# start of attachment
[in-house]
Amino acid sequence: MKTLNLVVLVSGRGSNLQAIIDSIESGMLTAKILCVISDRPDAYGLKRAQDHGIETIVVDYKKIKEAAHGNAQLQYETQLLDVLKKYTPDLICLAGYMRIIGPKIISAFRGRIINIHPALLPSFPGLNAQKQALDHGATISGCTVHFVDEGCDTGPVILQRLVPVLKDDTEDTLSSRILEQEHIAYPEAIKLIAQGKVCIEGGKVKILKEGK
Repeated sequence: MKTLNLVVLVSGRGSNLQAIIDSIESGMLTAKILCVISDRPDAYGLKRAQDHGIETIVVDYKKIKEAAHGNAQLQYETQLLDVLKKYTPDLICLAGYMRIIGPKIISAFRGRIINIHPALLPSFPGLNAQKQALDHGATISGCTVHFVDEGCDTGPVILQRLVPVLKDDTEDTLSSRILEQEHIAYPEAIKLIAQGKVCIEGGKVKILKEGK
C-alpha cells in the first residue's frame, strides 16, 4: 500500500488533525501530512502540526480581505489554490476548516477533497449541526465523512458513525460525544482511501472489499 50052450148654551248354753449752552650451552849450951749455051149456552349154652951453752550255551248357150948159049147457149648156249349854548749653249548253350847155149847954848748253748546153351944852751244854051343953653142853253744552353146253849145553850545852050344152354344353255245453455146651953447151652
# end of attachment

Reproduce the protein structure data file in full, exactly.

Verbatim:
[in-house]
Amino acid sequence: MKTLNLVVLVSGRGSNLQAIIDSIESGMLTAKILCVISDRPDAYGLKRAQDHGIETIVVDYKKIKEAAHGNAQLQYETQLLDVLKKYTPDLICLAGYMRIIGPKIISAFRGRIINIHPALLPSFPGLNAQKQALDHGATISGCTVHFVDEGCDTGPVILQRLVPVLKDDTEDTLSSRILEQEHIAYPEAIKLIAQGKVCIEGGKVKILKEGK
Repeated sequence: MKTLNLVVLVSGRGSNLQAIIDSIESGMLTAKILCVISDRPDAYGLKRAQDHGIETIVVDYKKIKEAAHGNAQLQYETQLLDVLKKYTPDLICLAGYMRIIGPKIISAFRGRIINIHPALLPSFPGLNAQKQALDHGATISGCTVHFVDEGCDTGPVILQRLVPVLKDDTEDTLSSRILEQEHIAYPEAIKLIAQGKVCIEGGKVKILKEGK
C-alpha cells in the first residue's frame, strides 16, 4: 500500500488533525501530512502540526480581505489554490476548516477533497449541526465523512458513525460525544482511501472489499 50052450148654551248354753449752552650451552849450951749455051149456552349154652951453752550255551248357150948159049147457149648156249349854548749653249548253350847155149847954848748253748546153351944852751244854051343953653142853253744552353146253849145553850545852050344152354344353255245453455146651953447151652